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In terms of the characteristics that are similar between the writing of Charles Dickens and D.H. Lawrence, one thing that both men seem to have had in common was their realistic portrayal of characters and circumstances, in their stories.
D.H. Lawrence's later work, when he moved to writing short fiction was characterized as exhibiting...
...the heightened realism of Henry James, Joseph Conrad, and Leo Tolstoy.
In "The Rocking-horse Winner," D.H. Lawrence delivers a convincing story of a boy who becomes obsessed with making money to match his mother's obsession to have money.
At last the mother said: "I will see if I can't make something." But she did not know where to begin. She racked her brains, and tried this thing and the other, but could not find anything successful. The failure made deep lines come into her face. Her children were growing up, they would have to go to school. There must be more money...
And so the house came to be haunted by the unspoken phrase: There must be more money! There must be more money!
Beside writing with marked realism, D.H. Lawrence's work reflected concerns over money, coming from a home where money was a greater worry than for others.
Lawrence’s childhood was marked by poverty and family discord.
Charles Dickens also wrote with a strong sense of realism. He had a photographic memory and based characters on people he met or people he was very close to.
For a time, Dickens rented a room with Elizabeth Roylance who was a friend of the family (when he father was sent to debtor's prison). He used Mrs. Roylance in as "Mrs. Pipchin" Dombey and Son.
..."[A] reduced old lady, long known to our family"... Dickens later immortalised [her]..."with a few alterations and embellishments."
Dickens had to go to work to pay for his family's debts (to get—ultimately—his entire family out of jail, so he worked in a factory gluing labels on jars of black shoe polish. He worked under harsh circumstances. When Dickens wrote David Copperfield, he included autobiographical information about the plight of the poor, forced to work for horrible wages in equally terrible circumstances.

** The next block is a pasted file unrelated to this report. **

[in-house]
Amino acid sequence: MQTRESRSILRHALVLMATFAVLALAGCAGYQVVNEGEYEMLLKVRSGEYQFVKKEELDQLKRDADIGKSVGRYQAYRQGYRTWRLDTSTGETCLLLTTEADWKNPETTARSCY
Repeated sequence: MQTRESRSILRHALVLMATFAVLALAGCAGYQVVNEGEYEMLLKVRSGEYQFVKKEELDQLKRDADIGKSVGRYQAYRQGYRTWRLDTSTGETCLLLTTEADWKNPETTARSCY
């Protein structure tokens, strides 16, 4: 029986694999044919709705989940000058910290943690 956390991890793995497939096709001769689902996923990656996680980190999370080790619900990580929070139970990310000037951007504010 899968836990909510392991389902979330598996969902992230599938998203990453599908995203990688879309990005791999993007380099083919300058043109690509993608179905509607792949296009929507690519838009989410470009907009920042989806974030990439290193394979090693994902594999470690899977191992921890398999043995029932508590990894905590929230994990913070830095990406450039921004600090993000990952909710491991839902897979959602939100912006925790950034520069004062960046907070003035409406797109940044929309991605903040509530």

Resentment stemming from his situation and the conditions under which working-class people lived became major themes of his works.
In reading David Copperfield, one can spot the spark of realism:
I thought of the oddest things. Of the shape of the room, of the cracks in the ceiling, of the paper on the walls, of the flaws in the window-glass making ripples and dimples on the prospect, of the washing-stand being rickety on its three legs, and having a discontented something about it, which reminded me of Mrs. Gummidge...
Interestingly, whereas both men came from poor backgrounds, their personal responses to such difficulties were very different. Lawrence had to work hard for acceptance, as many of his works (and behaviors) were deemed "socially unsuitable." D.H. Lawrence became cynical.
However, Dickens was very busy not just with writing, but in trying to better the world for those forced to work. He adopted a much more philanthropic outlook on life.
Each wrote with attention to detail to create a sense of realism in their work, however their works were extremely different in subject matter and plot development.
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